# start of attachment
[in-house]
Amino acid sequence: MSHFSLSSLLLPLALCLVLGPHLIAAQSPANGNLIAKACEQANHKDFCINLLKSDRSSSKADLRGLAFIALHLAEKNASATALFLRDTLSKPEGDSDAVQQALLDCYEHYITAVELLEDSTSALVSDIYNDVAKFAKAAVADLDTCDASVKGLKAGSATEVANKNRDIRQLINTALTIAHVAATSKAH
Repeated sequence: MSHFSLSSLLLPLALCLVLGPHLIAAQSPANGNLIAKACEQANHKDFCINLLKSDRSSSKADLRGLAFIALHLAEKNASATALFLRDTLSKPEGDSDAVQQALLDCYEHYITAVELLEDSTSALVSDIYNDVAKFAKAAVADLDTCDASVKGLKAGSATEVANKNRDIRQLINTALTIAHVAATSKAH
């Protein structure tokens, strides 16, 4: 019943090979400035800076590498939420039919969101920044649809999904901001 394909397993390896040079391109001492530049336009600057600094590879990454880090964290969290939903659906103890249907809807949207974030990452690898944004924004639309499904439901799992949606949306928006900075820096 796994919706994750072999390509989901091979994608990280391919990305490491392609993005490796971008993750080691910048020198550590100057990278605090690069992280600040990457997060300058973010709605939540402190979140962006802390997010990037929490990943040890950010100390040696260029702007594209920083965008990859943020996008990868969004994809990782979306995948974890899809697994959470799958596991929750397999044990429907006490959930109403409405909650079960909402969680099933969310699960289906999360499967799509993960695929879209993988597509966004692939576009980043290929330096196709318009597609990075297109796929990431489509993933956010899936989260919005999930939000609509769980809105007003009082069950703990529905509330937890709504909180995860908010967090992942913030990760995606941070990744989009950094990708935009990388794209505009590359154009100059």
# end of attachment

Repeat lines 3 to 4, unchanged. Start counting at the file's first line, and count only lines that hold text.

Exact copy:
Repeated sequence: MSHFSLSSLLLPLALCLVLGPHLIAAQSPANGNLIAKACEQANHKDFCINLLKSDRSSSKADLRGLAFIALHLAEKNASATALFLRDTLSKPEGDSDAVQQALLDCYEHYITAVELLEDSTSALVSDIYNDVAKFAKAAVADLDTCDASVKGLKAGSATEVANKNRDIRQLINTALTIAHVAATSKAH
């Protein structure tokens, strides 16, 4: 019943090979400035800076590498939420039919969101920044649809999904901001 394909397993390896040079391109001492530049336009600057600094590879990454880090964290969290939903659906103890249907809807949207974030990452690898944004924004639309499904439901799992949606949306928006900075820096 796994919706994750072999390509989901091979994608990280391919990305490491392609993005490796971008993750080691910048020198550590100057990278605090690069992280600040990457997060300058973010709605939540402190979140962006802390997010990037929490990943040890950010100390040696260029702007594209920083965008990859943020996008990868969004994809990782979306995948974890899809697994959470799958596991929750397999044990429907006490959930109403409405909650079960909402969680099933969310699960289906999360499967799509993960695929879209993988597509966004692939576009980043290929330096196709318009597609990075297109796929990431489509993933956010899936989260919005999930939000609509769980809105007003009082069950703990529905509330937890709504909180995860908010967090992942913030990760995606941070990744989009950094990708935009990388794209505009590359154009100059």